Yes. Two young people, emotionally vulnerable, naive, lonely, living in close proximity, – inevitable attraction.  During the long holiday, Daniel went to visit Grace in her village.   He told her he loved her and was overjoyed to find that she loved him too.  Remember that feeling?  The first time you realise that the person you have secretly loved for maybe months feels the same way about you?  Overwhelming, unstoppable, uncontrollable.  They slept together – only once – realising they shouldn’t have but couldn’t help themselves.  An old story – one that has happened many times before and will happen again.

Unfortunately, once was all it needed; she was pregnant.

The families were not pleased.  The couple declared their love for each other and that they wanted to be together, but Grace’s father would not have it. Daniel could not provide for his daughter and he was very angry.  Grace would stay at home, and the new baby would be brought up as the last in their family.  Inevitably, Daniel lost his job at the school too, so now had no income at all.  He went back to live with his mother.

Then came the news that she was expecting twins, in August.  At this, Grace’s father changed his mind.  The thought of supporting one child on the end of his family would have been a hard financial burden to bear, but not two. Daniel would have to provide for them all.

So they found two small rooms to rent in an alleyway on the edge of town.  Four other families also rent rooms in the alley, and they all share one tap and one toilet.  A few weeks ago, I went to visit them there and it reminded me of Dickensian London slums in an Oliver Twist movie – without the cold rain! Small, cramped, stark. Daniel is doing key cutting to try to make a bit of money.  They like it there because it is near to his mother, who wants to help them with the babies. They offered us tea and bread – entertaining visitors together in their new little home.  They looked happy.

Then I didn’t see them for a few weeks.  I had visitors, then flew to France to visit my new grandchild – a 5 week old bonny lass. When I came back, the contrast couldn’t have been more vivid.

Daniel and his mother had gone to a funeral in one of the villages, and Grace was alone in the house.  She went into labour.  She tried to get help, but all of the neighbours were out.  She needed to get to the main road, up a steep hill, but when she tried, she started to bleed heavily.  Back in the house, she had no phone connection. She was alone.  How much she knew about what was going to happen, I don’t know. She must have been frightened, shocked, overwhelmed by what was happening to her body.  When Daniel returned, he found her sitting on the mattress in a pool of blood with two tiny babies. She had known to cut the cords, and used the only sharp thing she could find – a razor blade. One of the babies, a boy, was already dead, and the other, a little girl, not far off.  He got them to hospital, and the little one fought, but only survived 4 more days.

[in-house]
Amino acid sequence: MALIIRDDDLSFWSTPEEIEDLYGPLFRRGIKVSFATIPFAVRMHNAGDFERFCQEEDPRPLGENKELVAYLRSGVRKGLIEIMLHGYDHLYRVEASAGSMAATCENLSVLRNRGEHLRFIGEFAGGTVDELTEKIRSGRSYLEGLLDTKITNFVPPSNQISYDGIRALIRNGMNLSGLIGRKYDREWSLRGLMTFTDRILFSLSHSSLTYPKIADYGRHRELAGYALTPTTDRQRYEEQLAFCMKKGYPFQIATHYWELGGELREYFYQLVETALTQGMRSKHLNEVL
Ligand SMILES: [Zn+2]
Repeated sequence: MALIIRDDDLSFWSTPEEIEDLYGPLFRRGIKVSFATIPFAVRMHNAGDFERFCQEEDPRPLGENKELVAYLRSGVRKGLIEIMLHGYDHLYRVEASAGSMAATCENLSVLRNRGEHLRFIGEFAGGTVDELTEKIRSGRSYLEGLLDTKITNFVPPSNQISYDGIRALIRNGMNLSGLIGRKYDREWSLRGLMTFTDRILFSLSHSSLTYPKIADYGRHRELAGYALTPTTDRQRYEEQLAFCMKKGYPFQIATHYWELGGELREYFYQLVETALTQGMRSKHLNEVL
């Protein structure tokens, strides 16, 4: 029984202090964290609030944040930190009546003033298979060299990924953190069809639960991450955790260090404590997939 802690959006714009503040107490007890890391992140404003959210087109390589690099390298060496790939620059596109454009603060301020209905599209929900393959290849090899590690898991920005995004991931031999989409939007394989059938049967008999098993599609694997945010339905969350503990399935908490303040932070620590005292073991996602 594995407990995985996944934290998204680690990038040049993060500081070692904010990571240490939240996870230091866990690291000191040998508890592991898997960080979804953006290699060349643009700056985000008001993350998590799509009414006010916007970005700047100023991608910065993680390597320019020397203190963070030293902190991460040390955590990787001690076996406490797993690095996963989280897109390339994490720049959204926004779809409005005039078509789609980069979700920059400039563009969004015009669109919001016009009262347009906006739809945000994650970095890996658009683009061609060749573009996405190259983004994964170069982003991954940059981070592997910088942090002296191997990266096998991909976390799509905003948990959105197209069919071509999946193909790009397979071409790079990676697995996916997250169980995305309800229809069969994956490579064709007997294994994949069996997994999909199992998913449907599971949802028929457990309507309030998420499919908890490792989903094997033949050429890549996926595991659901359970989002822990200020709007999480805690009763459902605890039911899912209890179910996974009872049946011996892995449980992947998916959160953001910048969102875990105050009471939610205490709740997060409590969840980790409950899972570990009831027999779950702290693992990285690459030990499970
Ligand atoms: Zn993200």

How unutterably sad. We have all wept many tears.

What a journey into adulthood these two vulnerable young people have had.

We all know childbirth is a risky business. Twins born two months premature would struggle to survive in the UK. But the stark difference between the experience of my family and this family couldn’t have been brought home more forcibly to me.  Parental expectations, anti and post natal education, access to medical interventions – the difference is vast.

How they will cope with this, I don’t know.  They are determined to stay together and Daniel is helping her with the cooking and managing their little home until she recovers physically.  Some good friends have paid for the funerals and the hospital expenses, as they have no money.

I will be returning permanently to the UK in four weeks.  I have been here for 18 months of my 2 year placement, but decided at Christmas that I would go home early.  I will return to my safe, secure, responsible country, where people have basic rights to health care, education, and housing and the disabled are respected – at least on the surface. But part of me will always be here – with the deaf children, men and women whom I have met, and those who care for them – lovely, vulnerable, patient, gentle people, whom it has been a privilege to share part of my life with.


June 2015